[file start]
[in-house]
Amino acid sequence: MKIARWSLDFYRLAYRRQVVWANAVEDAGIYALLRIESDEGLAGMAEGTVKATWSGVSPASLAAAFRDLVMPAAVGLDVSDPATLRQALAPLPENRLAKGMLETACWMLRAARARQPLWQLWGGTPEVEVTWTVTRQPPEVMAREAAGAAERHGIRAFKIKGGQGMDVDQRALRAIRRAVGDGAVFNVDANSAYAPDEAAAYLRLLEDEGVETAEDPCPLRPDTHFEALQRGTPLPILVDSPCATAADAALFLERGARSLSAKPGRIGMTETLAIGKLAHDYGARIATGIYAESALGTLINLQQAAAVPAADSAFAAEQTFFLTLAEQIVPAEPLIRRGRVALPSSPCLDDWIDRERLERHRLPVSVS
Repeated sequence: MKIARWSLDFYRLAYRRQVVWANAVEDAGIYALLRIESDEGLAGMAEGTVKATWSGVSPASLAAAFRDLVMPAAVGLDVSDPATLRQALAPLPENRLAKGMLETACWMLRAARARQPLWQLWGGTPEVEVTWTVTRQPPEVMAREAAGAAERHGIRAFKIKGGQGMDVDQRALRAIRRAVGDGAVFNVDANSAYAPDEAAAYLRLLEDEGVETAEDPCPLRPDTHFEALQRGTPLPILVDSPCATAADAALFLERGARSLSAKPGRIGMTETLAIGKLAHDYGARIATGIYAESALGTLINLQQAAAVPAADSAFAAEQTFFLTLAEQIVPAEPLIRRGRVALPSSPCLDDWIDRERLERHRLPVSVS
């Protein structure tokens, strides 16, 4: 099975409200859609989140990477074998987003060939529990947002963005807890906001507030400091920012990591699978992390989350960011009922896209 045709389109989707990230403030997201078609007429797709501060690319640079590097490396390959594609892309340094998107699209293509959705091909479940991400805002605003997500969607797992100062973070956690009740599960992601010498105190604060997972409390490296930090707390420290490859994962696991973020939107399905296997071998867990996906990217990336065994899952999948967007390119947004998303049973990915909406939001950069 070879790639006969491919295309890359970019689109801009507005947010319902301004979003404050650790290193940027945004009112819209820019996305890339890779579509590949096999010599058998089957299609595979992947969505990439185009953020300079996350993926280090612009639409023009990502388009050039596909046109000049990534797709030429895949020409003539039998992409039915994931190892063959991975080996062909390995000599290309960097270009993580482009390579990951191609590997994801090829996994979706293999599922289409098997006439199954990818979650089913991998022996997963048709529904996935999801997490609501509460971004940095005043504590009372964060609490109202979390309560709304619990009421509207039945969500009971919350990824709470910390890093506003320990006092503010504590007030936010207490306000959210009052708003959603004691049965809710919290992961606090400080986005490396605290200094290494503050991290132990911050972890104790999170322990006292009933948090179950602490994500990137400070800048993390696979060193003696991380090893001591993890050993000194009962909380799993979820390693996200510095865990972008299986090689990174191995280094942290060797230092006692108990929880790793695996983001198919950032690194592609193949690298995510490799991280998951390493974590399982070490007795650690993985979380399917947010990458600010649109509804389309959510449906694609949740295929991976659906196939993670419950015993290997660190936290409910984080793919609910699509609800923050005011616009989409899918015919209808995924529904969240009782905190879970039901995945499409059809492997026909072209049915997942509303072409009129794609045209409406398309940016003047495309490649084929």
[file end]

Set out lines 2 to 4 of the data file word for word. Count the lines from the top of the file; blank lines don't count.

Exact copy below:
Amino acid sequence: MKIARWSLDFYRLAYRRQVVWANAVEDAGIYALLRIESDEGLAGMAEGTVKATWSGVSPASLAAAFRDLVMPAAVGLDVSDPATLRQALAPLPENRLAKGMLETACWMLRAARARQPLWQLWGGTPEVEVTWTVTRQPPEVMAREAAGAAERHGIRAFKIKGGQGMDVDQRALRAIRRAVGDGAVFNVDANSAYAPDEAAAYLRLLEDEGVETAEDPCPLRPDTHFEALQRGTPLPILVDSPCATAADAALFLERGARSLSAKPGRIGMTETLAIGKLAHDYGARIATGIYAESALGTLINLQQAAAVPAADSAFAAEQTFFLTLAEQIVPAEPLIRRGRVALPSSPCLDDWIDRERLERHRLPVSVS
Repeated sequence: MKIARWSLDFYRLAYRRQVVWANAVEDAGIYALLRIESDEGLAGMAEGTVKATWSGVSPASLAAAFRDLVMPAAVGLDVSDPATLRQALAPLPENRLAKGMLETACWMLRAARARQPLWQLWGGTPEVEVTWTVTRQPPEVMAREAAGAAERHGIRAFKIKGGQGMDVDQRALRAIRRAVGDGAVFNVDANSAYAPDEAAAYLRLLEDEGVETAEDPCPLRPDTHFEALQRGTPLPILVDSPCATAADAALFLERGARSLSAKPGRIGMTETLAIGKLAHDYGARIATGIYAESALGTLINLQQAAAVPAADSAFAAEQTFFLTLAEQIVPAEPLIRRGRVALPSSPCLDDWIDRERLERHRLPVSVS
């Protein structure tokens, strides 16, 4: 099975409200859609989140990477074998987003060939529990947002963005807890906001507030400091920012990591699978992390989350960011009922896209 045709389109989707990230403030997201078609007429797709501060690319640079590097490396390959594609892309340094998107699209293509959705091909479940991400805002605003997500969607797992100062973070956690009740599960992601010498105190604060997972409390490296930090707390420290490859994962696991973020939107399905296997071998867990996906990217990336065994899952999948967007390119947004998303049973990915909406939001950069 070879790639006969491919295309890359970019689109801009507005947010319902301004979003404050650790290193940027945004009112819209820019996305890339890779579509590949096999010599058998089957299609595979992947969505990439185009953020300079996350993926280090612009639409023009990502388009050039596909046109000049990534797709030429895949020409003539039998992409039915994931190892063959991975080996062909390995000599290309960097270009993580482009390579990951191609590997994801090829996994979706293999599922289409098997006439199954990818979650089913991998022996997963048709529904996935999801997490609501509460971004940095005043504590009372964060609490109202979390309560709304619990009421509207039945969500009971919350990824709470910390890093506003320990006092503010504590007030936010207490306000959210009052708003959603004691049965809710919290992961606090400080986005490396605290200094290494503050991290132990911050972890104790999170322990006292009933948090179950602490994500990137400070800048993390696979060193003696991380090893001591993890050993000194009962909380799993979820390693996200510095865990972008299986090689990174191995280094942290060797230092006692108990929880790793695996983001198919950032690194592609193949690298995510490799991280998951390493974590399982070490007795650690993985979380399917947010990458600010649109509804389309959510449906694609949740295929991976659906196939993670419950015993290997660190936290409910984080793919609910699509609800923050005011616009989409899918015919209808995924529904969240009782905190879970039901995945499409059809492997026909072209049915997942509303072409009129794609045209409406398309940016003047495309490649084929």